tags: Press Releases

Latino Lawmakers with Substantive and Political Expertise on Immigration Need to be at the Negotiating Table

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Washington, DC In The Hill newspaper, Rafael Bernal highlights how Latino lawmakers with deep expertise in immigration policy and politics have been left out of the negotiations around the Senate and White House immigration and border legislative package. This overlooked problem with the process helps explain the substantive problems with the likely bill text. In “Hispanic Caucus snub raises questions about border-Ukraine deal, Bernal writes:

“The glaring absence of Hispanic or immigrant representation in the bipartisan Senate border policy negotiations has gone largely overlooked, despite repeated appeals to diversify the voices at the table.

…’The old saying that ‘if you’re not in the room, you’re on the menu’ — it may very well be the case here. And so, it is alarming to me,’ said Sen. Bob Menendez (D-N.J.), the most senior CHC member in the Senate. ‘It would be like writing civil rights legislation and voting legislation and having none of the African American members of the Senate or the Black Caucus in the House be involved.’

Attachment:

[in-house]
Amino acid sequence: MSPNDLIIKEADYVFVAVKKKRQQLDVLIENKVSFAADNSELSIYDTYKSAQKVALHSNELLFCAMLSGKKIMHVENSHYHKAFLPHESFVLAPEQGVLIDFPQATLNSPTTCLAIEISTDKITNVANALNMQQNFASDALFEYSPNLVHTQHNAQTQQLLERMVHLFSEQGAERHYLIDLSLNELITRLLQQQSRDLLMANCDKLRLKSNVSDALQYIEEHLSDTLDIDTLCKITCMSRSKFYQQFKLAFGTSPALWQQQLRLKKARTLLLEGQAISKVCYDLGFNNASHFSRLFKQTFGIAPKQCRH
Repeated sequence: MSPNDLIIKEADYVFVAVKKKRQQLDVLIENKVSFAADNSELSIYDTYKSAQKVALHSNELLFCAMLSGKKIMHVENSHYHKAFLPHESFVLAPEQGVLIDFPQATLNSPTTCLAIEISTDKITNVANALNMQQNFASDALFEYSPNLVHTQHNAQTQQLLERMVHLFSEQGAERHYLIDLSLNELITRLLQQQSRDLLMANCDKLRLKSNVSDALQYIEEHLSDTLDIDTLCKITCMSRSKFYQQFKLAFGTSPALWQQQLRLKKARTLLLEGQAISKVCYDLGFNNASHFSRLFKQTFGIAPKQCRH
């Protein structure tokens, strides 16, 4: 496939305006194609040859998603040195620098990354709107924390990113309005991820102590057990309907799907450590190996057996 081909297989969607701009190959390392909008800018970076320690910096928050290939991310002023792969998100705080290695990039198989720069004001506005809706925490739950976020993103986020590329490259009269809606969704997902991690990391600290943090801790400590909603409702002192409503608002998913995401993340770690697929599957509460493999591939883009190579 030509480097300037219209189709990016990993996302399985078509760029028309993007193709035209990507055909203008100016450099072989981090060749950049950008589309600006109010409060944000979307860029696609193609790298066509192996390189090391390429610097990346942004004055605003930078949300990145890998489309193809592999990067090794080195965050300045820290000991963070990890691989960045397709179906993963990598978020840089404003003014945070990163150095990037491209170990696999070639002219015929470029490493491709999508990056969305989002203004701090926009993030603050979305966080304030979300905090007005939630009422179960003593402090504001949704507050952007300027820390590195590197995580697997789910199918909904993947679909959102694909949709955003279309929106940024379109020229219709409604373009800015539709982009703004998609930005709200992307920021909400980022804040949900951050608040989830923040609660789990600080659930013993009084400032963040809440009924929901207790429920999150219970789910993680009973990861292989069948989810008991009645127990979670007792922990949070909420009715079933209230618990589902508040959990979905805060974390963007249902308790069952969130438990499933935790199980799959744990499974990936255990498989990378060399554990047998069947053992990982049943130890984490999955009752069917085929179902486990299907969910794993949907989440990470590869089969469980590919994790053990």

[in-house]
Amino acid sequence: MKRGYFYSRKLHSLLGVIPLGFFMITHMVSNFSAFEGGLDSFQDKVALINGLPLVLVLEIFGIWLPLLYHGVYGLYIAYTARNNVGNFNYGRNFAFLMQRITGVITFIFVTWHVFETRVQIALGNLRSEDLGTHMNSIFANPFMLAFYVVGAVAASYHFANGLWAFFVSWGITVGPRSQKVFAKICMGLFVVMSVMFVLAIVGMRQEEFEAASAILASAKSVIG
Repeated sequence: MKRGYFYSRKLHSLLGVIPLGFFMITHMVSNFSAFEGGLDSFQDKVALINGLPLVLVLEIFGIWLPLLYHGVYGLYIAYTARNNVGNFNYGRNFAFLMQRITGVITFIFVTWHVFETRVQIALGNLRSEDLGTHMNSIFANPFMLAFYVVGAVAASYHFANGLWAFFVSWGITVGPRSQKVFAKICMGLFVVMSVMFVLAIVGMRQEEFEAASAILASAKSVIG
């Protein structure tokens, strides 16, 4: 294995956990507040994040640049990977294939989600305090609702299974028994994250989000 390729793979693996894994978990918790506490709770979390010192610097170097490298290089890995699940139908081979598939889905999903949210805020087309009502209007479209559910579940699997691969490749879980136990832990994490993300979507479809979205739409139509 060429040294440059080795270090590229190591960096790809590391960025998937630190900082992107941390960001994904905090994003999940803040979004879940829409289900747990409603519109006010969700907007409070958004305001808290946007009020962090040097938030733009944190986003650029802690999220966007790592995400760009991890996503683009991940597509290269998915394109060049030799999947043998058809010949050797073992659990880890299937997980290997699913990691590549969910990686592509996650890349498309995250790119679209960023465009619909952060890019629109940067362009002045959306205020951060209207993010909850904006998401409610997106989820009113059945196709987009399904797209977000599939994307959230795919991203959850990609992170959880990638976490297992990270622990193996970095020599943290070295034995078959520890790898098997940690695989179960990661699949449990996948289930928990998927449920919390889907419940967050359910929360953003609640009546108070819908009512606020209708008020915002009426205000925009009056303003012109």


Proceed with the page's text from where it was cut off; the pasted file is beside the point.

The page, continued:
…Immigration advocates are infuriated by the lack of transparency in Senate negotiations, in part because they mirror legislative processes in 1996 and 2006 that engendered enforcement-centric border and immigration policies that included few, if any, benefits for immigrants. 

…The CHC has been the lead voice and advocate on immigration policy in Congress for decades. Many of the members have personal experiences, whether they’re immigrants themselves or the children of immigrants,” said CHC Chair Rep. Nanette Barragán (D-Calif.). ‘And that’s why this is so disheartening for the caucus to be kept out of the room. It’s deeply troubling.”

According to Vanessa Cárdenas, Executive Director of America’s Voice

“Why are those who know the issues and politics around immigration best not at the negotiating table? Latino, AAPI, and African American communities would be disproportionately harmed by the policies supposedly being considered. Yes, we need a wholesale overhaul of our immigration system, yet that process should involve the full range of policy reforms and include a wider range of genuine immigration experts that reflect the diversity of the American electorate in the Senate. Unfortunately, the closed door and rushed process on display seems to be fueling why the underlying bill text is deeply problematic.”